In 1961, Yves Coppens discovered a skull in northern Chad. He coined the name Tchadanthropus uxoris for what he considered the earliest fossil human discovered in north Africa.[26] Although once considered to be a specimen of H. habilis,[27] T. uxoris has been subsumed into H. erectus but it is no longer considered a valid taxon.[26][28] It was reported that the fossil "had been so eroded by wind-blown sand that it mimicked the appearance of an australopith, a primitive type of hominid".[29] It is probably only 10,000 years old according to stratigraphy, paleontology and C14 dating presented in Michel Servant's PhD as early as 1973.[30]



Homo Georgicus IMG 2921
Dmanisi skull 3 (fossils skull D2700 and jaw D2735, two of several found in Dmanisi in the Georgian Transcaucasus)
MEH Homo georgicus 29-04-2012 11-35-22 2372x3863
Reconstruction of Homo georgicus based on D2700, by Élisabeth Daynès, Museo de la Evolución Humana, Burgos, Spain.

Homo erectus georgicus is the subspecies name assigned to fossil skulls and jaws found in Dmanisi, Georgia. First proposed as a separate species, it is now classified within H. erectus.[31][32][33] The site was discovered in 1991 by Georgian scientist David Lordkipanidze. Five skulls were excavated from 1991 forward, including a "very complete" skull in 2005. Excavations at Dmanisi have yielded 73 stone tools for cutting and chopping and 34 bone fragments from unidentified fauna.[34]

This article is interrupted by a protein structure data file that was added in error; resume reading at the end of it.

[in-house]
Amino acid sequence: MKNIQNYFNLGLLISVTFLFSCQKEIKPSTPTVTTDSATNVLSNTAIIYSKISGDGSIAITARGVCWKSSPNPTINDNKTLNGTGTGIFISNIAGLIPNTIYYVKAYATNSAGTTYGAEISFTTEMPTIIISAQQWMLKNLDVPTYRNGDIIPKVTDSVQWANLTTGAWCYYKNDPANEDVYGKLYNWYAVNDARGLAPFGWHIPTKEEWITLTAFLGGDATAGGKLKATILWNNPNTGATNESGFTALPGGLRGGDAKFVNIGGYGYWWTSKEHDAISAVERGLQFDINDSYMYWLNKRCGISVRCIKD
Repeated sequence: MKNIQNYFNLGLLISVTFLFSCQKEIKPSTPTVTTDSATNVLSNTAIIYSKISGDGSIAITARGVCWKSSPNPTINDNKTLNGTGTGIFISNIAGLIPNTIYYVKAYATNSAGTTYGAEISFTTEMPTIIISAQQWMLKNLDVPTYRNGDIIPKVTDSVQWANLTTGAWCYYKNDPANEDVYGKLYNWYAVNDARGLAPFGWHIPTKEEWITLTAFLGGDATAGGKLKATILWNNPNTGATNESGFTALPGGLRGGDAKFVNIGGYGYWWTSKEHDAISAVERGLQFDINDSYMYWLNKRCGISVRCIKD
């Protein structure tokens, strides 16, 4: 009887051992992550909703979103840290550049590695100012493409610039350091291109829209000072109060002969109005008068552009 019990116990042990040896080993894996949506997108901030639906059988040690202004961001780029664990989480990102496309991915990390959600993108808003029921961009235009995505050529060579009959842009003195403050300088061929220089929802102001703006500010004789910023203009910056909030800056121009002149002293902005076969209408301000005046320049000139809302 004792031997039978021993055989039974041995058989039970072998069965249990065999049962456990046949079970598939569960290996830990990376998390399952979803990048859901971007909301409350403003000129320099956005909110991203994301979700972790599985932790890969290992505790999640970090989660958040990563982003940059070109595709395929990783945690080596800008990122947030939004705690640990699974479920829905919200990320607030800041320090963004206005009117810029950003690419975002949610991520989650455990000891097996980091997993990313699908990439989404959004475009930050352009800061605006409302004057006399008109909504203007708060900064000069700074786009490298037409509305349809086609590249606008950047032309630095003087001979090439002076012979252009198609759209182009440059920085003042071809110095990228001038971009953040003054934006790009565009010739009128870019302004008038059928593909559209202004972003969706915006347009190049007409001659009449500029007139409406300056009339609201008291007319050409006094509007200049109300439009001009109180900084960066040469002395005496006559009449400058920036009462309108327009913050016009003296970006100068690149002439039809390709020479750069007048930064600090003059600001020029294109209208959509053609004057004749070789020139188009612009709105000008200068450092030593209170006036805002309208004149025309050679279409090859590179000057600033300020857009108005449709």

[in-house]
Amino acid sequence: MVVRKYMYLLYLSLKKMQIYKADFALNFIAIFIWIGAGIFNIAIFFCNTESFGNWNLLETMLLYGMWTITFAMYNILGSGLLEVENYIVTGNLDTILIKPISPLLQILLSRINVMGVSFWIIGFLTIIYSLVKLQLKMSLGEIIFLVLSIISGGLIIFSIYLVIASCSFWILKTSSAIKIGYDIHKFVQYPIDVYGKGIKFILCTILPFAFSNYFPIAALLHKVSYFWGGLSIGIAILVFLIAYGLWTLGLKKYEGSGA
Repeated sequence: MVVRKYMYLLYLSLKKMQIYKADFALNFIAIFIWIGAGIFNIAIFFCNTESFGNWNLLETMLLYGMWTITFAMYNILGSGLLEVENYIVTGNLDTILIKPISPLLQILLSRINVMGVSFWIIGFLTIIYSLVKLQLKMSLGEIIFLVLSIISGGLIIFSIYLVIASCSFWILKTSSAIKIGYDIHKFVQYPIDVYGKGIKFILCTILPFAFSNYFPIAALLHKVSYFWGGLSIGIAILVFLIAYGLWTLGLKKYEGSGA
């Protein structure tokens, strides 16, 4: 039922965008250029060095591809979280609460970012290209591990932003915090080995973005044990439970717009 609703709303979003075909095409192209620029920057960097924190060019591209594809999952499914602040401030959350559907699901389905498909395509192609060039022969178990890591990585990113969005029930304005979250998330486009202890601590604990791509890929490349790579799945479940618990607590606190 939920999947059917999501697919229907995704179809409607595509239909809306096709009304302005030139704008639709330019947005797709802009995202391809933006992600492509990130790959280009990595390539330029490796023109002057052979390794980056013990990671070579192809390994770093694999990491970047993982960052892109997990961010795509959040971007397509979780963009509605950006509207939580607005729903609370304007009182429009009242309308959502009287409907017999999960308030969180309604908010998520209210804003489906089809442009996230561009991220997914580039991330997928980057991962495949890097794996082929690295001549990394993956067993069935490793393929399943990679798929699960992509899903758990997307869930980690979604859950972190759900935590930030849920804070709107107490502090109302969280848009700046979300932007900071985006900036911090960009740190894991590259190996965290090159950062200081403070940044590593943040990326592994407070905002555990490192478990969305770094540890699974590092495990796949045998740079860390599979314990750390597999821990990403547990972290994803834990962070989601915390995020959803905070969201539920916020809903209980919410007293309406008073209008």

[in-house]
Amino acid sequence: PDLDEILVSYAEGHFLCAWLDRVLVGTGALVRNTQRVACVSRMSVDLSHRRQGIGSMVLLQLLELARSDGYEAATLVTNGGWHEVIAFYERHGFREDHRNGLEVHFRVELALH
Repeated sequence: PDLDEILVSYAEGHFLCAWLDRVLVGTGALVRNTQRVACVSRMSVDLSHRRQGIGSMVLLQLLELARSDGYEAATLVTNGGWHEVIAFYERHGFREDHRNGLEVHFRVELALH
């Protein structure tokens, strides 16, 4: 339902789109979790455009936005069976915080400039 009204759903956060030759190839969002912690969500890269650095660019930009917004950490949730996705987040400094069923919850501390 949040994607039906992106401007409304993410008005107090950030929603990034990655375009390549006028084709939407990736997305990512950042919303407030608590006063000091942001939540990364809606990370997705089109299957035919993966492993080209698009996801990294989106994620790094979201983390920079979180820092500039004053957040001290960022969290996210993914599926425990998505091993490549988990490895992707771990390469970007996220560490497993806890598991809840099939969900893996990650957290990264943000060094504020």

After their initial assessment, some scientists were persuaded to name the Dmanisi find as a new species, Homo georgicus, which they posited as a descendant of African Homo habilis and an ancestor to Asian Homo erectus. This classification, however, was not supported, and the fossil was instead designated a divergent subgroup of Homo erectus.[35][36][37][38]

The fossil skeletons present a species primitive in its skull and upper body but with relatively advanced spine and lower limbs, implying greater mobility than the previous morphology.[39] It is now thought not to be a separate species, but to represent a stage soon after the transition between H. habilis to H. erectus; it has been dated at 1.8 Mya.[32][40] The assemblage includes one of the largest Pleistocene Homo mandibles (D2600), one of the smallest Lower Pleistocene mandibles (D211), a nearly complete sub-adult (D2735), and a toothless specimen D3444/D3900.[41]

Two of the skulls—D2700, with a brain volume of 600 cubic centimetres (37 cu in), and D4500 or Dmanisi Skull 5, with a brain volume of about 546 centimetres—present the two smallest and most primitive Hominina skulls from the Pleistocene period.[11] The variation in these skulls were compared to variations in modern humans and within a sample group of chimpanzees. The researchers found that, despite appearances, the variations in the Dmanisi skulls were no greater than those seen among modern people and among chimpanzees. These findings suggest that previous fossil finds that were classified as different species on the basis of the large morphological variation among them—including Homo rudolfensis, Homo gautengensis, H. ergaster, and potentially even H. habilis—should perhaps be re-classified to the same lineage as Homo erectus.[42]